How To Warn Your Preschooler About Strangers
Though the possibility of an abduction is something that all parents wish they would never have to worry about, it’s an all too sad-fact of life that they do exist. These days, it’s become more apparent that parents can do everything they can to limit the chances of abduction and still run into issues. Luckily, with increased technology, announcements signaling detailed information of abducted children can go out as quickly as ten or so minutes after it happens. Not so luckily, is that the abductions happened in the first place.
“Stranger danger” has long been the mantra for parents teaching their children how to handle strangers, but in recent years, has become not as definite as was once promised. Before, kids were taught to simply never speak to a stranger, no matter the circumstances. Yet, research finds that this can do more harm to a possibly abducted child than good. Children taught not to seek the help of a stranger, while being abducted by another, are unlikely to signify that anything is wrong or that help is needed. More than 700 children are abducted daily, meaning that something needs to change in the way that we teach them to interact with their surroundings. When Joey Salads’ successful social experiment video went viral, it detailed his experience with speaking as a stranger to kids, and shows just how easily abduction can actually be. So what do we, as parents, do? Take a look at these tips for how to protect your child from harm’s way.
Actions Not Appearances
Though kids are more likely to steer clear of people who look menacing and dangerous, they’re at risk for those who look entirely normal. Instead of teaching your child to be mindful of a person’s appearance, teach them to pay attention to the actions instead. Particularly because child abductors will look much like normal people, it’s important that your child be aware of what they do versus who they are. Explain to your child that they are to never go with any stranger who asks them to come away with them for any reason. Let them know that many dangerous people might offer things like toys, candy, or even puppies if they only come to the car with them, which is a red flag for danger. Instruct your child to firmly yell “no” as loud as possible and to turn and leave the area immediately. Finally, tell your child to alert the nearest trusted adult, such as a family member, friend, or teacher, of the incident as soon as possible.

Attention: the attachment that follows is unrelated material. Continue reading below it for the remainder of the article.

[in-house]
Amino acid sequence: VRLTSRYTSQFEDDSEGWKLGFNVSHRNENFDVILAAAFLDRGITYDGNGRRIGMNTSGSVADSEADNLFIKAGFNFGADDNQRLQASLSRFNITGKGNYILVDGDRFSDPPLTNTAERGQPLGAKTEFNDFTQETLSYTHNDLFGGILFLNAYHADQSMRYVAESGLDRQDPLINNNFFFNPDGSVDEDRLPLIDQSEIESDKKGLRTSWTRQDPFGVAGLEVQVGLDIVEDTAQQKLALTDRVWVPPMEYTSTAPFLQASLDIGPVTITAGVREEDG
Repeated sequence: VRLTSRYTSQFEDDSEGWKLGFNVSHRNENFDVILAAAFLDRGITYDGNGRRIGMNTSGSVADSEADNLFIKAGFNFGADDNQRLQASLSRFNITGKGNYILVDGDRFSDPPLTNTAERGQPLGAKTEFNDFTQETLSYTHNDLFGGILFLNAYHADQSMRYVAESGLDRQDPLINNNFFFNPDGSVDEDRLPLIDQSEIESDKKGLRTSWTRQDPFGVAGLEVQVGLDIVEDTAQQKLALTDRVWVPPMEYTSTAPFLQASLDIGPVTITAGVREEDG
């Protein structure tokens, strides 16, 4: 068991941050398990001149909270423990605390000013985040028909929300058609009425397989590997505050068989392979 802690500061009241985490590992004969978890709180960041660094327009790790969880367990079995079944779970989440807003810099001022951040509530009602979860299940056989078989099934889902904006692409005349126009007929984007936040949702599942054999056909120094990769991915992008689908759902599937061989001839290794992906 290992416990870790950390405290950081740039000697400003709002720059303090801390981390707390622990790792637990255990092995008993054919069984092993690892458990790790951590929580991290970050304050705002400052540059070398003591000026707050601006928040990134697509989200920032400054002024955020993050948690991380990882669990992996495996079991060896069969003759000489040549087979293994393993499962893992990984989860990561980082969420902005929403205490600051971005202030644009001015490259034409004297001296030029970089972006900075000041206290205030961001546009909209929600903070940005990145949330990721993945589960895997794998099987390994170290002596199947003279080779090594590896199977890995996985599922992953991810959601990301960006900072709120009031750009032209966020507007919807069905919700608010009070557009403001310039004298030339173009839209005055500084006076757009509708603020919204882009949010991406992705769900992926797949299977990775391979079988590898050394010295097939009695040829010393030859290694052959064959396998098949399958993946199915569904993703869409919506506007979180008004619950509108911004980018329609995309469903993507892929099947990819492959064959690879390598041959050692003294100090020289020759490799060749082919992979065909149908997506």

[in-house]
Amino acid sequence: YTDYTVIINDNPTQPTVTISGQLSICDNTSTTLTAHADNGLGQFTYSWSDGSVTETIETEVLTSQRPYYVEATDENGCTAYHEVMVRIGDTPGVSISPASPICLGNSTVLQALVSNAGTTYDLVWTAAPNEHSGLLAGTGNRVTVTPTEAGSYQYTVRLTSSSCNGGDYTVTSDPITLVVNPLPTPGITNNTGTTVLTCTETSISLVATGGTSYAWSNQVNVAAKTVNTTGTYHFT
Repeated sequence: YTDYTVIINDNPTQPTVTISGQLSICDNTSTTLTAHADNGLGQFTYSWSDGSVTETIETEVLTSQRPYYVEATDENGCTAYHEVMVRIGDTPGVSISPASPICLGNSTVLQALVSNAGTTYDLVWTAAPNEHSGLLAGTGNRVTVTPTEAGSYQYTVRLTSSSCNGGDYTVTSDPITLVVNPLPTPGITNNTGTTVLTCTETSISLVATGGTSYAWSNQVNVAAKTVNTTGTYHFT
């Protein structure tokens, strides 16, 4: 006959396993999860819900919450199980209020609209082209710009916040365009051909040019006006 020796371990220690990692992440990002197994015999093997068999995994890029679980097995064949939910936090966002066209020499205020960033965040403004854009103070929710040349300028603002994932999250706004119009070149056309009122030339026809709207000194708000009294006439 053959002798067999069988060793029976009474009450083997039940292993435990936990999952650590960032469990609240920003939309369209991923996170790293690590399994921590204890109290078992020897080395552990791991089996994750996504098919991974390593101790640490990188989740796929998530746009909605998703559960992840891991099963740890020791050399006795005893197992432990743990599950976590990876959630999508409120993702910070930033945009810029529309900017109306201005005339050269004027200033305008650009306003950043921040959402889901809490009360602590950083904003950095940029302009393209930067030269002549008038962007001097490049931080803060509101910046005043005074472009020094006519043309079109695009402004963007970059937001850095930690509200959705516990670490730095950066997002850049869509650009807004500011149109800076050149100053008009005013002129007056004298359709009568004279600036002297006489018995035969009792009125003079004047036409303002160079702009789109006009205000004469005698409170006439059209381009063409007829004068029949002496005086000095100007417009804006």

Teaching your child to be aware of what a stranger may ask them to do helps them understand that the actions are more important than the looks. Helping them to recognize that anything a stranger says to get them away from their mommy or daddy will help them more often than just telling them to not talk to strangers. By instructing your child to not talk to strangers, you are limiting their understanding that a stranger can seem nice, leaving your child open to vulnerability.
Your preschooler may be young, but that doesn’t mean they don’t already have instincts built into them. Think of all of the things you’re afraid of that no one had to teach you. Spiders, for example, are a fear that is permanently engrained into many peoples’ minds. Likewise, help your child understand the feeling in their stomach when they are uncomfortable. If someone makes them nervous, panicky, or scared, it’s okay for them to walk away and seek shelter immediately. Explain that the feeling is there for a reason—to keep them safe. Teaching your child to recognize important aspects of their own nature can help protect them from harm, including the harm caused by strangers.
Have A Safe Word
Sit your children down before you leave each day, and discuss a safe word to use between the two of you. Choose something obscure enough to not easily be guessed, but easy enough that your child can remember it. Tell them to always ask any strangers who come up to them what the safe word is before going anywhere with them. If they know the safe word, then your child can be certain that it is a family member or family friend and is a safe adult for them to be around. If the safe word that the adult gives is incorrect or they insist on not saying, then instruct your child to leave the area immediately and find an adult they trust. This is especially important for days at preschool as many potential abductors use the “I’m picking you up from school excuse”. Though preschools require the parent to let the teacher know beforehand who will be picking the child up, it’s an invaluable lesson to learn. San Diego preschools, in particular, are large, making it increasingly important for your toddler to understand the safe word rule.
Know Who To Go To
As mentioned above, kids need a safe harbor to reach out to, especially for when they wander away. Explain that people in uniform, such as policemen, security guards, or workers at an amusement park, are people who can be trusted to get them back to their parents if they are lost. If there are no uniformed persons around, instruct them to find a family with kids, grandparents, or women to help. Likewise, consider purchasing phone number tattoos for your family excursions. Not only do they provide the child’s information if they become lost, but they don’t wash off like pen or marker as well.
Always remind your child to keep an eye out for dangerous situations and people. Make certain that they understand that strangers who act strangely should be treated as unsafe and not trusted. Finally, make sure your child understands who to go to if they need an adult to help them.